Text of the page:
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May v. Segovia

United States District Court, D. Colorado

November 16, 2017

BILLY F. MAY, Plaintiff,
JUAN SEGOVIA, Defendant.


          Nina Y. Wang United States Magistrate Judge.

         This matter comes before the court on Defendant Juan Segovia's (“Defendant” or “Mr. Segovia”) Motion for Summary Judgment (or “Motion”). [#77, [1] filed September 18, 2017]. The Motion is before the undersigned Magistrate Judge pursuant to 28 U.S.C. § 636(c) and the Order of Reference dated June 3, 2015 [#25]. The court has determined that oral argument will not materially assist in the resolution of this matter. Accordingly, upon careful review of the Motion and related briefing, the entire case file, and the applicable case law, the Motion for Summary Judgment is GRANTED.


         The court has discussed the background of this matter in several prior orders, see, e.g., [#41; #64], and discusses it here only as it pertains to the instant Motion for Summary Judgment. Plaintiff Billy May (“Plaintiff” or “Mr. May”) filed a pro se prisoner complaint in this case on February 27, 2015, while incarcerated at the Federal Prison Camp (“FPC”) in Florence, Colorado.[2] [#1]. At the court's direction to refile using the appropriate form, Mr. May filed an Amended Complaint on March 16, 2015, asserting claims pursuant to Bivens v. Six Unknown Named Agents of Fed. Bureau of Narcotics, 403 U.S. 388 (1971). [#4]. The Honorable Lewis T. Babcock issued an order to dismiss in part and to draw the case on March 19, 2015. [#7]. Judge Babcock dismissed Plaintiff's claims against the Federal Bureau of Prisons as barred by sovereign immunity, and drew Plaintiff's claims against Defendants George Santini and Frank Cordova to the undersigned Magistrate Judge. See [id. at 2].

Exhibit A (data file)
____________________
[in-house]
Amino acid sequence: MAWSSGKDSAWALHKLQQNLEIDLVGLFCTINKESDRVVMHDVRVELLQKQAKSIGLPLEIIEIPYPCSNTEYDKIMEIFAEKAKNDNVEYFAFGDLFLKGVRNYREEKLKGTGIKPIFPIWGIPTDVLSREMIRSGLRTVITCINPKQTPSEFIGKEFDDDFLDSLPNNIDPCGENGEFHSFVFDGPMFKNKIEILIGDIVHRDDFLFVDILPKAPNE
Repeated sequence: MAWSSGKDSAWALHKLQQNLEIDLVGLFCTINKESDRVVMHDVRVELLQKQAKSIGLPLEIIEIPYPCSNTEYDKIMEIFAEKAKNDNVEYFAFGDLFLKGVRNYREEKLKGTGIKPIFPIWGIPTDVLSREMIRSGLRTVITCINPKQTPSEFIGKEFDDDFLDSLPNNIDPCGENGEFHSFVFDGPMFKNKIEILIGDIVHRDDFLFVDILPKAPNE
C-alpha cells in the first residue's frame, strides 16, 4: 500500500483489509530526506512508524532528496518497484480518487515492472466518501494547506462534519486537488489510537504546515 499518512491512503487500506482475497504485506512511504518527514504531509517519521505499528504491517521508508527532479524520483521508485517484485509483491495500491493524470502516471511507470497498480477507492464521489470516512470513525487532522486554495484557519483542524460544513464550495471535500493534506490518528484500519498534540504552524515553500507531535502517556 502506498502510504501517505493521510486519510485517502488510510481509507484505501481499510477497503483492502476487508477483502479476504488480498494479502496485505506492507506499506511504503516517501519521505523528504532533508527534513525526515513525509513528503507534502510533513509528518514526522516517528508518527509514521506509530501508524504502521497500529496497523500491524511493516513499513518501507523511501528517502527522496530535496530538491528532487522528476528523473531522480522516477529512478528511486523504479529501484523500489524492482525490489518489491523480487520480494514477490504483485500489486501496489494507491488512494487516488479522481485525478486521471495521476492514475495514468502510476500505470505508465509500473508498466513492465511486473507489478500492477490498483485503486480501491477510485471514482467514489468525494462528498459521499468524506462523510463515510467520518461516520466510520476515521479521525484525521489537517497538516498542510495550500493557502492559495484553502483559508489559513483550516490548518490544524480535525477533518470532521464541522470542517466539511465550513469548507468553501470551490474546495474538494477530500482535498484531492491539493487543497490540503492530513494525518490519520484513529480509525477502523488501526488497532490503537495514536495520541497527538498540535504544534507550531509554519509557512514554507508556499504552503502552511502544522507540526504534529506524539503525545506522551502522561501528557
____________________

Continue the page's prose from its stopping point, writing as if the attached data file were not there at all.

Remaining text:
On January 19, 2016, the undersigned granted Plaintiff's request to further amend his complaint-Plaintiff's Second Amended Complaint (“SAC”) is the operative complaint in this matter. See [#41; #42]. The court construed Plaintiff's SAC as asserting three constitutional claims against Frank Cordova, a certified nurse practitioner, and Mr. Segovia, the former Camp Administrator of FPC; the SAC dismissed George Santini as a Defendant. [#42 at ¶¶ 2-3]. On March 21, 2016, Messrs. Cordova and Segovia moved to dismiss Plaintiff's SAC. [#59]. The court granted the Motion to Dismiss in part, and held that Mr. Cordova was immune from Bivens suits under the Public Health Service Act, 42 U.S.C. § 233, and that Plaintiff had failed to allege a plausible Eighth Amendment deliberate indifference claim or Fourteenth Amendment equal protection claim against Mr. Segovia. [#64]. The court, however, denied the Motion to Dismiss as to Plaintiff's Fifth Amendment procedural due process claim against Mr. Segovia. [Id.]. In his SAC, Plaintiff seeks immediate release from incarceration and punitive damages in the amount of $280, 000.00. [#42 at 4].

         Mr. Segovia now moves for summary judgment on Mr. May's remaining due process claim. [#77]. Mr. May has since filed his Response and Defendant his Reply. [#78; #84]. Because the Motion is ripe for resolution, the court considers the Parties' arguments below.


         Summary judgment is appropriate only if “the movant shows that there is no genuine dispute as to any material fact and the movant is entitled to judgment as a matter of law.” Fed.R.Civ.P. 56(a); Celotex Corp. v. Catrett, 477 U.S. 317, 322 (1986); Henderson v. Inter-Chem Coal Co., 41 F.3d 567, 569 (10th Cir. 1994). Whether there is a genuine dispute as to a material fact depends upon whether the evidence, viewed in a light most favorable to the nonmovant, presents a sufficient disagreement to require submission to a jury or conversely, is so one-sided that one party must prevail as a matter of law. Anderson v. Liberty Lobby, Inc., 477 U.S. 242, 248-49 (1986); Carey v. U.S. Postal Serv., 812 F.2d 621, 623 (10th Cir. 1987). A fact is “material” if it pertains to an element of a claim or defense; a factual dispute is “genuine” if the evidence is so contradictory that if the matter went to trial, a reasonable party could return a verdict for either party. Anderson, 477 U.S. at 248. “A ‘judge's function' at summary judgment is not ‘to weigh the evidence and determine the truth of the matter but to determine whether there is a genuine issue for trial.'” Tolan v. Cotton, 134 S.Ct. 1861, 1866 (2014).